True Selflessness

“Do unto others what you want others to do to you” an extremely popular phrase which many of you, like me, follow.

We have always been taught that by following this phrase, we are being good people by valuing others’ welfare as we would want others to to value ours.

Personally, I treated this phrase as the backbone of my actions, believing that this made me a better and more considerate person – someone who places others before myself. Every action of mine and every advice I gave was rooted to this phrase, in the hopes of molding myself and the people around me to be the ideal selfless person.

Only later on in our Philosophy class’ discussion on Levinas’ Being Human, did I realize my mistake and how far from selfless I was being.

In our discussions of Totality, Infinity, and the difference between Decartes’ and Levinas’ positioning of the subject, I learned that the backbone of my “selfless” actions actually molded me to become more selfish. I would only offer my help to others, because this is what I wanted others to do to me. A going out of myself to the Other, only to return back to myself. All the while I believed that my actions were in support of the other, when in reality I was still at the center of it all.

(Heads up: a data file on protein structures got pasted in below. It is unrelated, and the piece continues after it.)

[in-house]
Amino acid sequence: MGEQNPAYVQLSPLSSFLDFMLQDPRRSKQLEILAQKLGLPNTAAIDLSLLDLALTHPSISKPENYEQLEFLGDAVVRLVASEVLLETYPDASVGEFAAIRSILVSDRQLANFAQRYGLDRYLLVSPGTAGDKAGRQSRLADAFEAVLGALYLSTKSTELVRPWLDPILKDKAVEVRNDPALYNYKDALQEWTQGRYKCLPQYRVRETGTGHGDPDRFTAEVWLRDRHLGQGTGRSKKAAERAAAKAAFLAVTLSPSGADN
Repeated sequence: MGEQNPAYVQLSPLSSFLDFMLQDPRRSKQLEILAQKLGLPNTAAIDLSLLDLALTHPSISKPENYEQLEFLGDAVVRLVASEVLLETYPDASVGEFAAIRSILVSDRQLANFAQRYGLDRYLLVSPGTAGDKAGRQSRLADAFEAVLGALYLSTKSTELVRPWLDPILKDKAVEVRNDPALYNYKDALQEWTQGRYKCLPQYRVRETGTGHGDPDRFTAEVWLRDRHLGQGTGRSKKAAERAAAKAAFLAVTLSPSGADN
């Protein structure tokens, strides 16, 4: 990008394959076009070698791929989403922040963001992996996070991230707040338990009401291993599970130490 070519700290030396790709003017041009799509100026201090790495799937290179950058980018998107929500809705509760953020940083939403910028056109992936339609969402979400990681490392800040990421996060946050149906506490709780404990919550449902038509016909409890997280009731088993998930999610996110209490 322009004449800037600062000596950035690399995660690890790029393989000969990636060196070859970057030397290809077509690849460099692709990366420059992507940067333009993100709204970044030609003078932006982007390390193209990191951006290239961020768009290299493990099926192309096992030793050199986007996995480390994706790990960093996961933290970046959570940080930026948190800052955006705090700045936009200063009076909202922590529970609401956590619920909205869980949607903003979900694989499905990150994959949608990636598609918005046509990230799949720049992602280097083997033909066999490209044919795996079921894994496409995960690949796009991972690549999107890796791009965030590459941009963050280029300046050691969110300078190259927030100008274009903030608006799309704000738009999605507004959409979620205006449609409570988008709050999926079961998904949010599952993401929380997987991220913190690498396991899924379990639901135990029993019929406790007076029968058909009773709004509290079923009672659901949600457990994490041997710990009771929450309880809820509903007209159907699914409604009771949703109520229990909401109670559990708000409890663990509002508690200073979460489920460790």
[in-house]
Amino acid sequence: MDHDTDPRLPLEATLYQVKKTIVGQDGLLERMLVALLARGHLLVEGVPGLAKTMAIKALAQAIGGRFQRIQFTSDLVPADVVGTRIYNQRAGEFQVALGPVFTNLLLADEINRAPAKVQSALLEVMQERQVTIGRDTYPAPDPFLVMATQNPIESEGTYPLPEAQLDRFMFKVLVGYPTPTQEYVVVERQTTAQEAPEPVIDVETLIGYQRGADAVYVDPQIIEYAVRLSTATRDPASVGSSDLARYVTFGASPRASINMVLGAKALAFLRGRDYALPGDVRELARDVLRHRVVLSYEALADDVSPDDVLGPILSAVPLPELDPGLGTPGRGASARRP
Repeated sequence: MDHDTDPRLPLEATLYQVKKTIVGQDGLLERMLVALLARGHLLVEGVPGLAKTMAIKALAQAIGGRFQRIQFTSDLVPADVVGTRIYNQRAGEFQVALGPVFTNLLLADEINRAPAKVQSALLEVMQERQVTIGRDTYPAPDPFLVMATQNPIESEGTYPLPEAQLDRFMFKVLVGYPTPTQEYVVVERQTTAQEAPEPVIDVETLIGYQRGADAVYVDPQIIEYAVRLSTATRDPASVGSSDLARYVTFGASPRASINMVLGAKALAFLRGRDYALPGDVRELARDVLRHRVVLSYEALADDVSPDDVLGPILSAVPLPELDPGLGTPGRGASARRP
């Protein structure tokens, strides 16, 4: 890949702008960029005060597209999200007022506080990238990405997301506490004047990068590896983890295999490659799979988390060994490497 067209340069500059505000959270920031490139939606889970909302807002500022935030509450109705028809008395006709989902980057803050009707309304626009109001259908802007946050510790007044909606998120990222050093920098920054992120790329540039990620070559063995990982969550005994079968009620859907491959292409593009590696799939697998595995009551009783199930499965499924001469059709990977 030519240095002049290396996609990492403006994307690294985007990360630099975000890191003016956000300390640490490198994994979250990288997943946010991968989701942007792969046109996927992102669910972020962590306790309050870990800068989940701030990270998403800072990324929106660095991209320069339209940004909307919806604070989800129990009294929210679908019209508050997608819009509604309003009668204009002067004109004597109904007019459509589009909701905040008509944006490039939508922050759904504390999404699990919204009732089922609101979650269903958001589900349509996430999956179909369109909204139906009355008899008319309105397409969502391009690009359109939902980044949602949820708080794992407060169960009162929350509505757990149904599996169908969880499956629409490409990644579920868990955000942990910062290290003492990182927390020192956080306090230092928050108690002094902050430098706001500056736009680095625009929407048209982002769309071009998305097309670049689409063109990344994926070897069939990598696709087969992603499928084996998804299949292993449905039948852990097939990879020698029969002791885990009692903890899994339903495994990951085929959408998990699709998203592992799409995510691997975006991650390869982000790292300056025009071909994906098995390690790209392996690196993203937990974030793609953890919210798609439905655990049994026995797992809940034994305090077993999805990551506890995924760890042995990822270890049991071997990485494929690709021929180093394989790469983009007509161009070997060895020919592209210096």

True selflessness comes from being for other people regardless of their status, their beauty, and whatever they can offer you. True selflessness is to be of service to others without any motive other than for the benefit of others. To reach out your hand to someone, expecting a reward in return is not being selfless – to continue living this way and advising people to “do unto others what you want others to do to you” will never breed a society which is truly ethical.

The ill-fitting backbone of my actions, however, was replaced by a newer and better fitting ideal. “Be a person for others” as Sir Garcia would always remind us after almost every lecture. I never truly understood the meaning behind phrase, its deeper and much more beautiful meaning was introduced to me through our class’ discussion on Levinas’ Being Human. To be a person for others is to simply be there for the other person, with no catch, no assurance of any reward, no self-driven motive to come to another person’s aid. You are truly being there for the other person, acting as their base, supporting them for them wholly. This is what it means to be truly of service to another person.

, Celena



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